SAN DIEGO (KGTV) -- The latest data shows there was a 31% increase in hate crimes in the state of California from 2019 to 2020.
“For too many, 2020 wasn’t just about a deadly virus, it was about an epidemic of hate,” said Attorney General Rob Bonta. “All across the country we saw the news come in, and now with this latest data we have another piece of the puzzle to help fill in the gaps. The facts here are clear: There was a surge in anti-Asian violence correlated with the words of leaders who sought to divide us when we were at our most vulnerable. But one of our most powerful weapons against hate is knowledge. When we’re armed with the facts, we put ourselves in a position to be our own best advocates; we put ourselves in a position to be able to fight for what is right. Ultimately, it’s going to take building bridges to help make a difference."
The report stated:
- Overall, hate crime events increased 31% from 1,015 in 2019 to 1,330 in 2020;
- Anti-Black bias events were the most prevalent, increasing 87% from 243 in 2019 to 456 in 2020;
- Anti-white bias events also increased from 39 in 2019 to 82 in 2020;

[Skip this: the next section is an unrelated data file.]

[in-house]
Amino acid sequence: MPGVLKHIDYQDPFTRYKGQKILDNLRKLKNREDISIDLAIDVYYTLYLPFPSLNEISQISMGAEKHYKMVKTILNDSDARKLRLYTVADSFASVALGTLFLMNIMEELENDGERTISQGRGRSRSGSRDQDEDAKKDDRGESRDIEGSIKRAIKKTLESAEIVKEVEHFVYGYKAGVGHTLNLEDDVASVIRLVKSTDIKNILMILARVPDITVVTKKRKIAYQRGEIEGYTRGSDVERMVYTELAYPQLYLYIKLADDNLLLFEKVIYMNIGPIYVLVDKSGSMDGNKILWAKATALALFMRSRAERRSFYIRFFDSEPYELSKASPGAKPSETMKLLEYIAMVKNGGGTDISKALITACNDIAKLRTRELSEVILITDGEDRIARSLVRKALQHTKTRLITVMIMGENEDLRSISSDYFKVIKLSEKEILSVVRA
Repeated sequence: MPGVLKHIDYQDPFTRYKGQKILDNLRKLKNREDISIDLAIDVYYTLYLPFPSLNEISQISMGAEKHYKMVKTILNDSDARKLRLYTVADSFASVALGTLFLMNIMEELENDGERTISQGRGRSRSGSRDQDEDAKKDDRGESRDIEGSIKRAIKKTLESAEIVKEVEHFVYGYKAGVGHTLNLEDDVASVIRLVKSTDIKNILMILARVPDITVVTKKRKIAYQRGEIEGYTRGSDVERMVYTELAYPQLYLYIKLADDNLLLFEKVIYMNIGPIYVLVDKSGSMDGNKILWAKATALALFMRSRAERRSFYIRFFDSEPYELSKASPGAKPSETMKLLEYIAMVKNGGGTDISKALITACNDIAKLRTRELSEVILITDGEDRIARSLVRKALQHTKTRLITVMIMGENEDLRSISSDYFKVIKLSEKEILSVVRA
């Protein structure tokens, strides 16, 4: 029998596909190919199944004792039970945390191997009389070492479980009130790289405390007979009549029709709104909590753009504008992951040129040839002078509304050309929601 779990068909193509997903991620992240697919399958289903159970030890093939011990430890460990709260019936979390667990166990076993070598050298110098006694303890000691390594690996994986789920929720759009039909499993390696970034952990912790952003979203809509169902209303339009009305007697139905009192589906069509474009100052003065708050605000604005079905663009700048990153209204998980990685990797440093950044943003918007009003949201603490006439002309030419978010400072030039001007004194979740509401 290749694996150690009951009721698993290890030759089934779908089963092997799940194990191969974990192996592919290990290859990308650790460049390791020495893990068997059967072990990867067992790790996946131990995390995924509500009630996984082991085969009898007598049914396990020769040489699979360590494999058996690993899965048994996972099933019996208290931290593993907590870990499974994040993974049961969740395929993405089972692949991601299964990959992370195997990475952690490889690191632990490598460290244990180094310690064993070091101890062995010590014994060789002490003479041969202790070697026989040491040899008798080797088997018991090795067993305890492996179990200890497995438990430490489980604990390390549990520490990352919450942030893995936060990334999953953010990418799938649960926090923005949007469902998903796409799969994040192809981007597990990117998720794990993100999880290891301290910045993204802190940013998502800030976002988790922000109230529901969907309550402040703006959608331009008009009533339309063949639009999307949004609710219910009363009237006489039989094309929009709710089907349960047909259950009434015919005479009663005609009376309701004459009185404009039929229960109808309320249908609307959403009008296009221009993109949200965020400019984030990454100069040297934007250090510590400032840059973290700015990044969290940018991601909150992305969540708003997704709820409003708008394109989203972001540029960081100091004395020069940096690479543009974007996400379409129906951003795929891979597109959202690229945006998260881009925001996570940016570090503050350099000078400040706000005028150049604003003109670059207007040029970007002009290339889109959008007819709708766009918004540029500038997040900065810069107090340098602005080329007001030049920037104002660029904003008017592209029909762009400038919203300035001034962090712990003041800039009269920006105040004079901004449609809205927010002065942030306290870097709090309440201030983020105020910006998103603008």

- Anti-Asian hate crime events increased by 107% from 43 in 2019 to 89 in 2020. The highest number of events were reported in March and April, during the height of pandemic-fueled, trumped-up rhetoric.
- Hate crime events motivated by religion decreased 13.5%, with anti-Jewish events falling 18.4% from 141 in 2019 to 115 in 2020;
- Hate crime events involving sexual orientation also fell 12% from 233 in 2019 to 205 in 2020; and
- Of the 108 cases filed for prosecution with a disposition available for this report, 42.6% were hate crime convictions, 45.4% were other convictions, and 12% did not result in any conviction.
Attorney General Bonta said the increase in anti-Asian crimes started right at the beginning of the pandemic.
"Wondering if you or someone you loved would be attacked for the way you look. While the pandemic may be receding the other fear the fear that resides within the Asian American community generally," Bonta said.
Police in the Bay Area have been investigating situations such as an incident where two Asian women ages 65 and 85 were stabbed at a bus stop by a man clutching a knife, who was then seen walking away.
The AG said he’s encouraging law enforcement to build relationships within the community to prevent these crimes as the majority of them aren’t initially reported. He’s also making sure information and material are printed in different languages so people know how to identify the crime, report it, and know where to get help.
Bonta says he’d also like to see emphasis placed on restorative justice and alternative sentencing when it comes to the prosecution of hate crimes.